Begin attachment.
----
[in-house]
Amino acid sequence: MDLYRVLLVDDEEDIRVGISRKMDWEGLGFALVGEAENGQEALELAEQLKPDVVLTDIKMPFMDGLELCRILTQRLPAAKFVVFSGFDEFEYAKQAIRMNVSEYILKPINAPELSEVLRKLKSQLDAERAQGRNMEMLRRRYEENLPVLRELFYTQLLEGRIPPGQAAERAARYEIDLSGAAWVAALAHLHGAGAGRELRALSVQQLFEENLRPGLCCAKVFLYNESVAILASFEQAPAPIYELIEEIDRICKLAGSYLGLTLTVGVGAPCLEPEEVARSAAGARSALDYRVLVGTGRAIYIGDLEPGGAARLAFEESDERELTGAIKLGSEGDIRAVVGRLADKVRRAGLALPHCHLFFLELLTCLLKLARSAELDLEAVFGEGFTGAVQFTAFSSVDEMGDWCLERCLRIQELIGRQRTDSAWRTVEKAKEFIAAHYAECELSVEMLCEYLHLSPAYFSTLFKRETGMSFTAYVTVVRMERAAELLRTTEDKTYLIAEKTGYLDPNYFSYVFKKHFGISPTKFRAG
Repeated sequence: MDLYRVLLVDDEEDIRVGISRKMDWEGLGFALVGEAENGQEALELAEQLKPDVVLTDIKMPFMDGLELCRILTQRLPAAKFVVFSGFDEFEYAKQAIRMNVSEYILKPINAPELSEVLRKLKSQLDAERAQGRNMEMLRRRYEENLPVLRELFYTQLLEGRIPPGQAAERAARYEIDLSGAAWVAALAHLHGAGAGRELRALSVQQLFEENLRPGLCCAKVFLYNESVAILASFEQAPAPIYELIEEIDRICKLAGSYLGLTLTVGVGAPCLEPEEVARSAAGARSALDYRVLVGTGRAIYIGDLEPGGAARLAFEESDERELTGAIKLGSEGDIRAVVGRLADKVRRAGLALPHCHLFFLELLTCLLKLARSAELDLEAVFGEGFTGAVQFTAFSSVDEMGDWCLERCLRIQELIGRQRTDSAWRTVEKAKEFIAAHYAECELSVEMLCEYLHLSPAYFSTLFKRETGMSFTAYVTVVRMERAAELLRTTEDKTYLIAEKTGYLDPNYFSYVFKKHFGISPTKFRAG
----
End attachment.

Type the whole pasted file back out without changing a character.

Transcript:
[in-house]
Amino acid sequence: MDLYRVLLVDDEEDIRVGISRKMDWEGLGFALVGEAENGQEALELAEQLKPDVVLTDIKMPFMDGLELCRILTQRLPAAKFVVFSGFDEFEYAKQAIRMNVSEYILKPINAPELSEVLRKLKSQLDAERAQGRNMEMLRRRYEENLPVLRELFYTQLLEGRIPPGQAAERAARYEIDLSGAAWVAALAHLHGAGAGRELRALSVQQLFEENLRPGLCCAKVFLYNESVAILASFEQAPAPIYELIEEIDRICKLAGSYLGLTLTVGVGAPCLEPEEVARSAAGARSALDYRVLVGTGRAIYIGDLEPGGAARLAFEESDERELTGAIKLGSEGDIRAVVGRLADKVRRAGLALPHCHLFFLELLTCLLKLARSAELDLEAVFGEGFTGAVQFTAFSSVDEMGDWCLERCLRIQELIGRQRTDSAWRTVEKAKEFIAAHYAECELSVEMLCEYLHLSPAYFSTLFKRETGMSFTAYVTVVRMERAAELLRTTEDKTYLIAEKTGYLDPNYFSYVFKKHFGISPTKFRAG
Repeated sequence: MDLYRVLLVDDEEDIRVGISRKMDWEGLGFALVGEAENGQEALELAEQLKPDVVLTDIKMPFMDGLELCRILTQRLPAAKFVVFSGFDEFEYAKQAIRMNVSEYILKPINAPELSEVLRKLKSQLDAERAQGRNMEMLRRRYEENLPVLRELFYTQLLEGRIPPGQAAERAARYEIDLSGAAWVAALAHLHGAGAGRELRALSVQQLFEENLRPGLCCAKVFLYNESVAILASFEQAPAPIYELIEEIDRICKLAGSYLGLTLTVGVGAPCLEPEEVARSAAGARSALDYRVLVGTGRAIYIGDLEPGGAARLAFEESDERELTGAIKLGSEGDIRAVVGRLADKVRRAGLALPHCHLFFLELLTCLLKLARSAELDLEAVFGEGFTGAVQFTAFSSVDEMGDWCLERCLRIQELIGRQRTDSAWRTVEKAKEFIAAHYAECELSVEMLCEYLHLSPAYFSTLFKRETGMSFTAYVTVVRMERAAELLRTTEDKTYLIAEKTGYLDPNYFSYVFKKHFGISPTKFRAG